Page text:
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John Dvoracek

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Posts posted by John Dvoracek


    1 hour ago, Wayne Dowler said:

    And don't assume that new lines are equalized either. Many times I have gotten new sets that seriously needed attention. 

    Thanks for the confirmation. Look at my set #5 which I had flown very little. Three lines were almost equal and one was over one inch shorter. When I flew that set yesterday after adjustment, my tendency to spin one direction was gone. We pay a lot for these lines. I am thinking they are a money maker for the shops, not that I begrudge them (too much). I have been trying to find where to buy seriously bulk Spectra to see how much it costs, and it is difficult. A Chinese merchant on eBay sells 1093 yards of 100 pound "Super Strong PE Spectra Braided Sea Fishing Line" for $30 including shipping, but is fishing line the same (yes?) and is this Honeywell/Allied Signal Spectra? Then there is the problem of sleeving and tooling, and new Spectra (and Dyneema more) "creep" about 2%, so how long and hard would you stretch before cutting? We probably pay the shops as much for what they know as for their materials. 

  2. Over the past week I have equalized five of my six quad line sets. The sixth is very new so I didn't look at it yet. I had NEVER done this before. The background is I am a very casual flyer, and in 10 years I had probably flown as much as John Barresi does in a month or two. Some of these line sets were used more, but all were used. Black (BLK) were almost always connected as the brake lines. Black and red pairings were not always maintained, so BLK 1 could have been with both RED 1 and RED 2. In each set, one of the BLK lines was always the shortest and was used as the reference line to which each of the other three were adjusted (cut). I recorded the amount I removed from each of the other lines in the set, and I circled the line(s) with the greatest stretch in each set. Set 3 (50# 120' LPG) had some pretty impressive stretch, but I think I flew it a lot - and I remember having trouble with reverse. I would like to thank Bryan Wagstaff for nagging me on the importance of flying with balanced lines. Also see JB's tutorial on this website https://kitelife.com/forum/files/file/685-rev-tutorial-line-equalizing/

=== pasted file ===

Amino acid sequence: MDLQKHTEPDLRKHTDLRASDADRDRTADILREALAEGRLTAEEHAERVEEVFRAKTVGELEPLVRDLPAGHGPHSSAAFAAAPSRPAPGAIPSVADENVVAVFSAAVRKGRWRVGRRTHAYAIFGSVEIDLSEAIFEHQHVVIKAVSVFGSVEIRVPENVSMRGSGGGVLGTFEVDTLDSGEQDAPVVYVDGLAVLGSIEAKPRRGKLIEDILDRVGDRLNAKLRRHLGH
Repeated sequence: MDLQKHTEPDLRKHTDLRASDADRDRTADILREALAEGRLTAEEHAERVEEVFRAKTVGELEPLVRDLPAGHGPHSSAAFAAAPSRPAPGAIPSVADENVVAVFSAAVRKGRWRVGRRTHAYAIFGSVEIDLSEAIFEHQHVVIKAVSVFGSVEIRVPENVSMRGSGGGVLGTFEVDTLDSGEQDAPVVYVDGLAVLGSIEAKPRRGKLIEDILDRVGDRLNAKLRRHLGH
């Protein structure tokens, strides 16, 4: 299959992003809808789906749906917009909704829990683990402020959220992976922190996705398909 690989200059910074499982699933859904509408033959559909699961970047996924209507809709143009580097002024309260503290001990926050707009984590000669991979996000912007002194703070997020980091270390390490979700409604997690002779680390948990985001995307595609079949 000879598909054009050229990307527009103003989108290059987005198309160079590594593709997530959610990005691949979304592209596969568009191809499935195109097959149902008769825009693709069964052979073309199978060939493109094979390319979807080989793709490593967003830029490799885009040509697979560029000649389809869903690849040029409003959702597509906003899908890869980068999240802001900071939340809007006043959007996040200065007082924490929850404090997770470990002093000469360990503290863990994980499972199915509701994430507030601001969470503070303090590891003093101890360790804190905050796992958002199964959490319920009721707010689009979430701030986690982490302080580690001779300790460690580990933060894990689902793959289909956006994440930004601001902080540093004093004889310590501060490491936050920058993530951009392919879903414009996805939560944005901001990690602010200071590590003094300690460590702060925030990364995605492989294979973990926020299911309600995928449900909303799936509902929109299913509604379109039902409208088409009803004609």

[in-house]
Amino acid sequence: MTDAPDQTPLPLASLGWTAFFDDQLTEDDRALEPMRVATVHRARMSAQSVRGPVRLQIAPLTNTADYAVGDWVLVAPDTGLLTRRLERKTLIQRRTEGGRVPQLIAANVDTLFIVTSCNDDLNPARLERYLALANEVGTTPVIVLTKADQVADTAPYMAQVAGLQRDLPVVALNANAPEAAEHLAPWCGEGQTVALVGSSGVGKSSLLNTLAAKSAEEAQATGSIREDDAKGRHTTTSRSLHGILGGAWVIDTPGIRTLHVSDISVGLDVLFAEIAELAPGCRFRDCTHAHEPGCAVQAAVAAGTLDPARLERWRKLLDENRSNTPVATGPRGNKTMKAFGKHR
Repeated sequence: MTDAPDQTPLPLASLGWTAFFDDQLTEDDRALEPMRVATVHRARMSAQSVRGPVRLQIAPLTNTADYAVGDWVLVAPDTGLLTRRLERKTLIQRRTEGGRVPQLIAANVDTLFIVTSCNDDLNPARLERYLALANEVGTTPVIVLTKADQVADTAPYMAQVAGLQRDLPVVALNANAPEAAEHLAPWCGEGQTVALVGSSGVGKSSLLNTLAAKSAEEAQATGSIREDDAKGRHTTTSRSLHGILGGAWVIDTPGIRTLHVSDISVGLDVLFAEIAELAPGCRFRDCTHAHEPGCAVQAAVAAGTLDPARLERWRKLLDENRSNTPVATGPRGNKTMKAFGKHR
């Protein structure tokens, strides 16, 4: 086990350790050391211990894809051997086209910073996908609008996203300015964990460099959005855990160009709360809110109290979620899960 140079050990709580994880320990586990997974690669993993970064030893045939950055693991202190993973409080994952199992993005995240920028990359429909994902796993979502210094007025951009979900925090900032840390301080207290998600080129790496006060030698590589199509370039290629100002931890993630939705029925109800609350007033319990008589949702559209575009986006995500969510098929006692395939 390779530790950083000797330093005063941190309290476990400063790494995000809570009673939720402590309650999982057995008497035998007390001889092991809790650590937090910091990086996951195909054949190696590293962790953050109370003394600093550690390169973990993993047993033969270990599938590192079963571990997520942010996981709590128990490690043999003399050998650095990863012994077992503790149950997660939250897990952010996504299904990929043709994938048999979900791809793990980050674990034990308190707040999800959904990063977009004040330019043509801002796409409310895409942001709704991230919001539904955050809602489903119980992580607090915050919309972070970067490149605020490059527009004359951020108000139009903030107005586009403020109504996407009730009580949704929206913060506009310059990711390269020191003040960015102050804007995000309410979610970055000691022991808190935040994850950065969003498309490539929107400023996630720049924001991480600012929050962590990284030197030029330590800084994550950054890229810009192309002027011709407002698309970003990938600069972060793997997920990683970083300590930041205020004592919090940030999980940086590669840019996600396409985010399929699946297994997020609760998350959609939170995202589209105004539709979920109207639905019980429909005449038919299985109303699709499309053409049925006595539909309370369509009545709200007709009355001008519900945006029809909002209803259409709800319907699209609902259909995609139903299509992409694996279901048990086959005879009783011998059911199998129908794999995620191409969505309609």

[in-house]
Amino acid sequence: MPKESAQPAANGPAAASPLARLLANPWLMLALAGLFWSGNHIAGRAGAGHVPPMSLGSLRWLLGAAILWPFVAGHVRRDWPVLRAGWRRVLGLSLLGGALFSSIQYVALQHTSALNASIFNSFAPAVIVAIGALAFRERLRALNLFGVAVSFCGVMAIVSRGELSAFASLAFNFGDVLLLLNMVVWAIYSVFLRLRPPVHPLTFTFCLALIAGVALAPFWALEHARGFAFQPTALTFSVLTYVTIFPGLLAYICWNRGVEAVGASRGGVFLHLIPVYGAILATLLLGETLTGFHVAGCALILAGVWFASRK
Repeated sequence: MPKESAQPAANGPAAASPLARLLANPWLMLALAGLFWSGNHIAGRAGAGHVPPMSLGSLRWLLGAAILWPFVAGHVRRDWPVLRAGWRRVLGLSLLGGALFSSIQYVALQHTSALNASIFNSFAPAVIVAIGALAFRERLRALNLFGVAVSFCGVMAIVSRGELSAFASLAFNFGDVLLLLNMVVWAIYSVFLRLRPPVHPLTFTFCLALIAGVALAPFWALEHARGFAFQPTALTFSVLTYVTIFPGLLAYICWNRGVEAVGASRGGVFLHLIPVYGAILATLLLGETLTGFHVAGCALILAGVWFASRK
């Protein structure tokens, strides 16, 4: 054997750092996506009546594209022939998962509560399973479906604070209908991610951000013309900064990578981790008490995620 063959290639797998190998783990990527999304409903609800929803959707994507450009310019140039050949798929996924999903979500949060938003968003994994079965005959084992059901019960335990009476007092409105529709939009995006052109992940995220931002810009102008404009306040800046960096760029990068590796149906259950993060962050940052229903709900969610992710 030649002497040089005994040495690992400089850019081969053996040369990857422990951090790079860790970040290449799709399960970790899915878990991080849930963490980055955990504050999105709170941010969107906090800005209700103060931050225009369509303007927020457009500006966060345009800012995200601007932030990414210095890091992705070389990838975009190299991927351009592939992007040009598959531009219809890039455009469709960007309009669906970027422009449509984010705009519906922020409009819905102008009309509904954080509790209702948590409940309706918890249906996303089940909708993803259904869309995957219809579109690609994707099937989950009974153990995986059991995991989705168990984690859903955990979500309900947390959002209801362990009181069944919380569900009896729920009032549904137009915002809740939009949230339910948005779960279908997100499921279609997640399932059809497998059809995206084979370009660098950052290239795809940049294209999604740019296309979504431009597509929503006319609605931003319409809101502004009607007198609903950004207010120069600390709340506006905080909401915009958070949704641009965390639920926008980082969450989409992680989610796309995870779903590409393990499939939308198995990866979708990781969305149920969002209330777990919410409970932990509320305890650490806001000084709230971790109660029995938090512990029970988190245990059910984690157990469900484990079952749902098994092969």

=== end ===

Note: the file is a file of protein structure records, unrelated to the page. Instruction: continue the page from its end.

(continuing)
Unequal Lines.jpg

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  3. I tried the anchor method but couldn't get the anchor to hold tight, probably a size issue. I had some 5/16 oak dowel lying around. Running a 5/16 inch drill inside the handles removed the inside lip left by the pipe cutter when the handles were made, at which point the dowel fit in fairly snuggly but not super tight. I cut four 2 inch lengths of dowel, drilled a 3/32 hole 1/4 inch from the end and used some old epoxy to glue these into the handles to remove any chance of them moving. I also added some heat shrink tubing I thought would make it hard for the end caps to move. As others note, this makes the handles a little longer, but these were my original short pair anyway. 

    large.DSC06243-drill-dowel.jpg.2ce207819 large.DSC06246-attached.jpg.345fc089f2f8 large.DSC06253-done.jpg.db6ef30ea801358f

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  4. OMG, I feel and probably am just old and dumb, but I wondered what the purpose of the extra bridle knots was. It never occurred to me that you would adjust the bridle, but with all the other DJINN innovations, why not! In addition to flying more, I need to read more.

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  5. On 9/12/2019 at 9:54 AM, Wayne Dowler said:

    The only thing I remove  is that nasty burr from punching the holes for the ring.

    1) Thanks to JB for posting, Watty who apparently made the video, and everyone who has added ideas. I am doing my old, original Rev handles today which I rarely use since I prefer my second, longer snag less set. However, nice to have backup and if I ever get my grand kids interested, they can start on the shorts.

    2) Shame on Rev for leaving those nasty burrs. One of mine measured 3/32". 

    3) To get the end cap soff over the above burrs, I closed a small adjustable plastic jawed clamp to just slide over the tube, then used it to apply pushing pressure to the end cap to slide it off. This left a nice mark on the inside of the cap which I guess won't hurt anything, but it's just sloppy work.

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  6. 5 hours ago, Paul LaMasters said:

    I forgot to address line lengths, the Zen is a big kite, it needs time to do it's thing, I use 60 feet or 100 feet of 50pound Skybond on long throw handles.  30 feet is an indoor length and not recommended at all on this sized format